Chicago, IL Express Crashes Into Trolley, Aug 1904



Chicago, Aug. 17. -- Four persons were killed, another fatally hurt, and twenty-three severely injured in a collision late this afternoon between an express train on the Chicago Great Western Railroad and a train of three trolley cars bound for the Hawthorne race track. The dead are MRS. FRANCES RAUTMAN, WILLIAM IRVING, MRS. JEREMIAH SHUCKROW of Danville, Ill., and an unidentified woman, about thirty years of age.
MICHAEL RYAN, motorman of the trolley car, is fatally injured, his skull having been fractured.
The accident occurred at the crossing of Forty-eighth Avenue and the Chicago Great Western tracks. The train was coming into the city, and, according to some witnesses of the accident, was running at a high rate of speed. Others, and the train crew, declare that it was not going over twenty miles an hour.
The trolley train, which was made up of a motor car and two trailers, in charge of Conductor W. H. CONDON and Motorman MICHAEL RYAN, approached the crossing at a rapid rate, just as the train came around a sharp curve to the west of the crossing.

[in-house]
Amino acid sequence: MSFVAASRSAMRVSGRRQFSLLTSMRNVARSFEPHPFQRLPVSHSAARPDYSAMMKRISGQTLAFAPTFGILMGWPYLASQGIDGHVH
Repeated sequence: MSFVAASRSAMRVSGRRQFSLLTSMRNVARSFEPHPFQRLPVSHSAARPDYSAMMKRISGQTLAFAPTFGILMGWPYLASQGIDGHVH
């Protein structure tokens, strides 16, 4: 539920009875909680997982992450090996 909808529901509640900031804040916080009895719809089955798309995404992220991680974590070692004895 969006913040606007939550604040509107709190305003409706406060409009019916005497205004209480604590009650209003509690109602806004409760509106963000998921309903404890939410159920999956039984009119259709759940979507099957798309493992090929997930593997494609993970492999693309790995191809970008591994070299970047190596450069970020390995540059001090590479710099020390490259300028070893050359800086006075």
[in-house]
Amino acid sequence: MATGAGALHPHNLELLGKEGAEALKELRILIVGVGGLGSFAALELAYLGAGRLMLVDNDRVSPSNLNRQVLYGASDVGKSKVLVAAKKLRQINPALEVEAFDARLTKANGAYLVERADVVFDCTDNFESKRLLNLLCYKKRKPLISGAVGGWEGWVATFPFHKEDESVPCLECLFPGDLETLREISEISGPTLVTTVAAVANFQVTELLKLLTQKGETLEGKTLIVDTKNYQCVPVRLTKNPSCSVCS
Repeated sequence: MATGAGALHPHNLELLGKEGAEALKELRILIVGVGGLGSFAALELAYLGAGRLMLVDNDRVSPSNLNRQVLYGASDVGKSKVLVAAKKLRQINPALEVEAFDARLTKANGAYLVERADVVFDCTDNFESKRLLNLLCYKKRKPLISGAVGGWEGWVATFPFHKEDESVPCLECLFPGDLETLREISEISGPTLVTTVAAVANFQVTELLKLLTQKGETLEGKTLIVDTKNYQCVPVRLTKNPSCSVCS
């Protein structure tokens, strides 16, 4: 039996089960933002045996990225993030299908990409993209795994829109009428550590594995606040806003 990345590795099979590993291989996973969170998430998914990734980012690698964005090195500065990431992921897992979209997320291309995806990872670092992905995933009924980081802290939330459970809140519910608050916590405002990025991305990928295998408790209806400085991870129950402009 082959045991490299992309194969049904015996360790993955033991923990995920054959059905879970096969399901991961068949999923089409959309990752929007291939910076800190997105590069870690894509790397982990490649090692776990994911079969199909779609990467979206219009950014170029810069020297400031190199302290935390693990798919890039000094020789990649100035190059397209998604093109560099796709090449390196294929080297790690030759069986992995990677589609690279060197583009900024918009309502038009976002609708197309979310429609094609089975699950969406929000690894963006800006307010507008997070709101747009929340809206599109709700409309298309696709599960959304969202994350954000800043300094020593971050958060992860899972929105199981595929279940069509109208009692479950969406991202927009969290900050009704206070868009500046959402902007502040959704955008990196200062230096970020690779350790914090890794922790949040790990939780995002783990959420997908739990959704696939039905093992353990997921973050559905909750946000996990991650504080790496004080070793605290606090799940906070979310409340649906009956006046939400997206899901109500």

RYAN tried to put on the brakes, but they refused to work, and with undiminished speed the motor car ran upon the tracks at the same time that the locomotive came up. The car struck the train just between the engine and the tender.
The motor was torn to splinters, the car immediately behind it was knocked over, smashed nearly to pieces, and dragged along the track for 100 feet. The third car was not dragged from the tracks, and but for the fact that the couplings between it and the second trailer broke the list of injured would probably be much larger.
The motorman remained at his post to the last. To people who came to aid him while he lay on the ground, he said:
"The brakes would not work. That was what caused it. When I saw that they would not work, I reversed the current."
Division Superintendent R. W. EDWARDS of the Chicago Great Western said tonight that the train was stopped within two car lengths, which proves that it was not running at a high rate of speed. The conductor of the street car did not run ahead of his car to look at the crossing, as provided by the rules of his company.
All the members of the Chicago Great Western train crew and the conductors of the trolley cars were placed under arrest pending the inquiry of the Coroner, which will be made to-morrow.

The New York Times New York 1904-08-24